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J Am Heart Assoc. 2013 Oct 21;2(5):e000418. doi: 10.1161/JAHA.113.000418.

Cardiac rehabilitation patient and organizational factors: what keeps patients in programs?

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  • 1Brandeis University, Waltham, MA.



Despite documented benefits of cardiac rehabilitation, adherence to programs is suboptimal with an average dropout rate of between 24% and 50%. The goal of this study was to identify organizational and patient factors associated with cardiac rehabilitation adherence.


Facilities of the Wisconsin Cardiac Rehabilitation Outcomes Registry Project (N = 38) were surveyed and records of 4412 enrolled patients were analyzed. Generalized estimating equations were used to account for clustering of patients within facilities. The results show that organizational factors associated with significantly increased adherence were relaxation training and diet classes (group and individual formats) and group-based psychological counseling, medication counseling, and lifestyle modification, the medical director's presence in the cardiac rehabilitation activity area for ≥ 15 min/week, assessment of patient satisfaction, adequate space, and adequate equipment. Patient factors associated with significantly increased adherence were aged ≥ 65 years, the American Association of Cardiovascular and Pulmonary Rehabilitation (AACVPR) high-risk category, having received coronary artery bypass grafting, and diabetes disease. Non-white race was negatively associated with adherence. There was no significant gender difference in adherence. None of the baseline patient clinical profiles were associated with adherence including body mass index, total cholesterol, low-density lipoprotein, high-density lipoprotein, triglycerides, and blood pressure.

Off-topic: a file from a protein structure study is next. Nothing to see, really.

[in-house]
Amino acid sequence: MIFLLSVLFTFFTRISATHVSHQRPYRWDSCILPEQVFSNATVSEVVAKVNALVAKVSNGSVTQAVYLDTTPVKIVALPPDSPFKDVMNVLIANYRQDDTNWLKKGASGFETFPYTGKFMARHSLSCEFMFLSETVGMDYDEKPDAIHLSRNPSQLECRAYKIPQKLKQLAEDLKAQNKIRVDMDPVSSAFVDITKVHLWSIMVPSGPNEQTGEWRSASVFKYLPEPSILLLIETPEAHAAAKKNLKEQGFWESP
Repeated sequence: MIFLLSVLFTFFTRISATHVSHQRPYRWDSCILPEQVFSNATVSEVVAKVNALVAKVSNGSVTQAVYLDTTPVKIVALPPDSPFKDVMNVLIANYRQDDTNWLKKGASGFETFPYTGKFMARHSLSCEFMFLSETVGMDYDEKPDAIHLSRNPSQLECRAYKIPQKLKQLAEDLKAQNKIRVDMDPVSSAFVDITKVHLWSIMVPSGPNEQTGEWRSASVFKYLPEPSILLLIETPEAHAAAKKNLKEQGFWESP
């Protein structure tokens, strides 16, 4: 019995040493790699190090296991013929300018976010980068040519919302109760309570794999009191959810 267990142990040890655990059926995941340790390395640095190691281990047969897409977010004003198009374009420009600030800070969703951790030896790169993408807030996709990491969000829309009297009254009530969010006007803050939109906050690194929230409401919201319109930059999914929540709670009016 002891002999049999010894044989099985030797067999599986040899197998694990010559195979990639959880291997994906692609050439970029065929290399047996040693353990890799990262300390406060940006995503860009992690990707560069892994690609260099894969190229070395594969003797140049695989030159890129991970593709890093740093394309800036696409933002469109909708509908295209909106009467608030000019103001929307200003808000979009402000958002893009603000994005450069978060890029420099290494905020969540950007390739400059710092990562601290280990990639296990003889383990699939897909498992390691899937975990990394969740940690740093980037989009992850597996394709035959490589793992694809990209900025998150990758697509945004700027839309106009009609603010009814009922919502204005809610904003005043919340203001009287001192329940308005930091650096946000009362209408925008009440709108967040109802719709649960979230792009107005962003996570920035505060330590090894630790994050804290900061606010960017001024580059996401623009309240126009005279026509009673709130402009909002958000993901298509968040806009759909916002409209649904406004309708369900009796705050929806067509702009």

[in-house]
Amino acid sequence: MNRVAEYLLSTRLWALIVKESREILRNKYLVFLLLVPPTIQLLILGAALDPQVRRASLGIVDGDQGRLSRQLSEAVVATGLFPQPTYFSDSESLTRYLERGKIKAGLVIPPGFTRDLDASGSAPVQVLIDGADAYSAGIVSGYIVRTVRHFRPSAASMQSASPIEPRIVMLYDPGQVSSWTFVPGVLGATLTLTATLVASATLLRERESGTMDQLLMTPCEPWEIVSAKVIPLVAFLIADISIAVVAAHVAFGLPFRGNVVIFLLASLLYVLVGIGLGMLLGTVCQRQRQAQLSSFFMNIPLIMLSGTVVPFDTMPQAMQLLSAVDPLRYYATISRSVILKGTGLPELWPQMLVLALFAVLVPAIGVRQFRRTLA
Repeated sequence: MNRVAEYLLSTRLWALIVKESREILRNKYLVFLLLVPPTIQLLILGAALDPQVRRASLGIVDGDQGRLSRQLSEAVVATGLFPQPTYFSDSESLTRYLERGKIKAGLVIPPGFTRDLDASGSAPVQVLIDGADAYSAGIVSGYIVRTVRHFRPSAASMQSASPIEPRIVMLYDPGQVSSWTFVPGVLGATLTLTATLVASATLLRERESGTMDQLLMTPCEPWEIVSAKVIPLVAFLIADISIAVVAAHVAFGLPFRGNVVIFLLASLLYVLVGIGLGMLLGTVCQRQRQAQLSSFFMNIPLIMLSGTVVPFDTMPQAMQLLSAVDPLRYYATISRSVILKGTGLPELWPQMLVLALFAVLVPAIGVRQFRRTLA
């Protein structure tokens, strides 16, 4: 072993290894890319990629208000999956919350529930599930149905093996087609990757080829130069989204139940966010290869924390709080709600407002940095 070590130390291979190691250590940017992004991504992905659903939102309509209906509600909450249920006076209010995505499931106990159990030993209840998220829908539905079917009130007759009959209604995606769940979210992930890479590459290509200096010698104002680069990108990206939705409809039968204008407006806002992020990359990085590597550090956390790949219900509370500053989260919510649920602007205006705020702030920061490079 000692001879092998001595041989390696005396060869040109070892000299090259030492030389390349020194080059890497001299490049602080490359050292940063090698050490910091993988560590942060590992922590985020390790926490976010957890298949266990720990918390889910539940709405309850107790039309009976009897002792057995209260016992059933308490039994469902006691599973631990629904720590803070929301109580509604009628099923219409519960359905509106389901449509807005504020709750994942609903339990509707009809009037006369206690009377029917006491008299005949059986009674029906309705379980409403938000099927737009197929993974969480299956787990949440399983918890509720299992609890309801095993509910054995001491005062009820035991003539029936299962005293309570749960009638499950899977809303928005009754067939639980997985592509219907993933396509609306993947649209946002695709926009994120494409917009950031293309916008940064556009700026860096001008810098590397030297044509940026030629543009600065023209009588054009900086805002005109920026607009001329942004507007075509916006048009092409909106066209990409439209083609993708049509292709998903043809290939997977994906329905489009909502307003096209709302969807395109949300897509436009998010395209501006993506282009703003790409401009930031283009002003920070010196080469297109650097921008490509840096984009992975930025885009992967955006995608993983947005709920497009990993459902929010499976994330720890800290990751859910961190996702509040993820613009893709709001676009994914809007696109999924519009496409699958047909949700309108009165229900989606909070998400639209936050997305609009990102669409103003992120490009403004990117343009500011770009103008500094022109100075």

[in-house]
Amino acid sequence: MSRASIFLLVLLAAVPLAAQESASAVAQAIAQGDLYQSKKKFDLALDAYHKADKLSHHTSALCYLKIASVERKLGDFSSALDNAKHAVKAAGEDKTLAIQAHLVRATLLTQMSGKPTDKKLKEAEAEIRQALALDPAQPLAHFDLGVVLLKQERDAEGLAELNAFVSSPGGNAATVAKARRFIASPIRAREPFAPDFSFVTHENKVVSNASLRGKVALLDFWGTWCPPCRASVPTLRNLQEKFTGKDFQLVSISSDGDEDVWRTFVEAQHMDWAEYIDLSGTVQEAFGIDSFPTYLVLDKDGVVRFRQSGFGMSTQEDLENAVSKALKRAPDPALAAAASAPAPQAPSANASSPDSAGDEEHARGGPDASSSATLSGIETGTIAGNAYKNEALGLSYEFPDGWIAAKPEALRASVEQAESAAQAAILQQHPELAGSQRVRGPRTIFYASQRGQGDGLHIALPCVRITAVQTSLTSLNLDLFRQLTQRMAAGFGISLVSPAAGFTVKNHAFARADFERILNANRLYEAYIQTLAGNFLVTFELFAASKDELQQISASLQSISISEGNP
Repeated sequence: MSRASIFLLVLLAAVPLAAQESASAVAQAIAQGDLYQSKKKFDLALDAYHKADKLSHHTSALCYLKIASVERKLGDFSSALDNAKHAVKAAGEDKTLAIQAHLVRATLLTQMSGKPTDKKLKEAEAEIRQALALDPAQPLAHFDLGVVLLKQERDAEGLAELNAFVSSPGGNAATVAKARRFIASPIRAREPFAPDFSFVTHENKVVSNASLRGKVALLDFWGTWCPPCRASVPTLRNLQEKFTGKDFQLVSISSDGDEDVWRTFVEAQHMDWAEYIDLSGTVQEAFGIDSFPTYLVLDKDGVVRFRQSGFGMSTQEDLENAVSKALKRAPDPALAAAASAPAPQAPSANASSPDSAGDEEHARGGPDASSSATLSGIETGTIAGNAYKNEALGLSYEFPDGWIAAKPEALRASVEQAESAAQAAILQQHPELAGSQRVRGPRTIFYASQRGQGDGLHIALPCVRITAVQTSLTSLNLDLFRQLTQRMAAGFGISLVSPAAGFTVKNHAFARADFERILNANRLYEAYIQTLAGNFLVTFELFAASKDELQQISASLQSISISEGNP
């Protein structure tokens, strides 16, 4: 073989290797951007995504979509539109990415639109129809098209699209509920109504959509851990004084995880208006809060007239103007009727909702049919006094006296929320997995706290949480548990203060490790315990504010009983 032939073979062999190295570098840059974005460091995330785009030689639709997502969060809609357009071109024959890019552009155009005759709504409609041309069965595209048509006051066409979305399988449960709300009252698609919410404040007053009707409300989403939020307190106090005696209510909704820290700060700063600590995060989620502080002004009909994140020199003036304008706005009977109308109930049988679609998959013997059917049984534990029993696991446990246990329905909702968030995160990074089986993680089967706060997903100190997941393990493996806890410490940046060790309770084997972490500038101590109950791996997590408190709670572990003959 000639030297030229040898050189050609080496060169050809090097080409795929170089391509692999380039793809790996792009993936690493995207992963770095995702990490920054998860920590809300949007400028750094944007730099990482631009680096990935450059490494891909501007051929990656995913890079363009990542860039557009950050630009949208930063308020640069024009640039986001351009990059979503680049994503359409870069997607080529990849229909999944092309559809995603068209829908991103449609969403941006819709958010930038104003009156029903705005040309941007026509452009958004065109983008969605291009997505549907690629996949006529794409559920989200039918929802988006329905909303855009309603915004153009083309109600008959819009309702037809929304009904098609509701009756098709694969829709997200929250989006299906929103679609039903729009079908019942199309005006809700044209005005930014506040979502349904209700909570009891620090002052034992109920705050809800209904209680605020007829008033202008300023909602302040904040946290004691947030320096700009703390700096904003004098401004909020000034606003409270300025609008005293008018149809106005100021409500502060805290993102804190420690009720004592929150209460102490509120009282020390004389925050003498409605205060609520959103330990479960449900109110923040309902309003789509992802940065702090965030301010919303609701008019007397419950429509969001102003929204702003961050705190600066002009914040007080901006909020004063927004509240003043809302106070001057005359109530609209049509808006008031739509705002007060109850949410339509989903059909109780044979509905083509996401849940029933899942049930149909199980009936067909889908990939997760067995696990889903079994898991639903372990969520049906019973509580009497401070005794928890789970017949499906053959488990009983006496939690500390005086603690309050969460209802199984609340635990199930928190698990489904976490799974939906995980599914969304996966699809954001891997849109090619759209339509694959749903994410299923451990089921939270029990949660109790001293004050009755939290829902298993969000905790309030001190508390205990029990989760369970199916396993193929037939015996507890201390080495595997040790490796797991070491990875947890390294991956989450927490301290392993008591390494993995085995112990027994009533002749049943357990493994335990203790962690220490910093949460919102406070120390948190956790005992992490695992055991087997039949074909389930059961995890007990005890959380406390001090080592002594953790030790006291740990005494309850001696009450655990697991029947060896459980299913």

Factors associated with adherence to cardiac rehabilitation included both organizational and patient factors. Modifiable organizational factors may help directors of cardiac rehabilitation programs improve patient adherence to this beneficial program.


adherence; cardiac rehabilitation; coronary heart disease; exercise; secondary prevention

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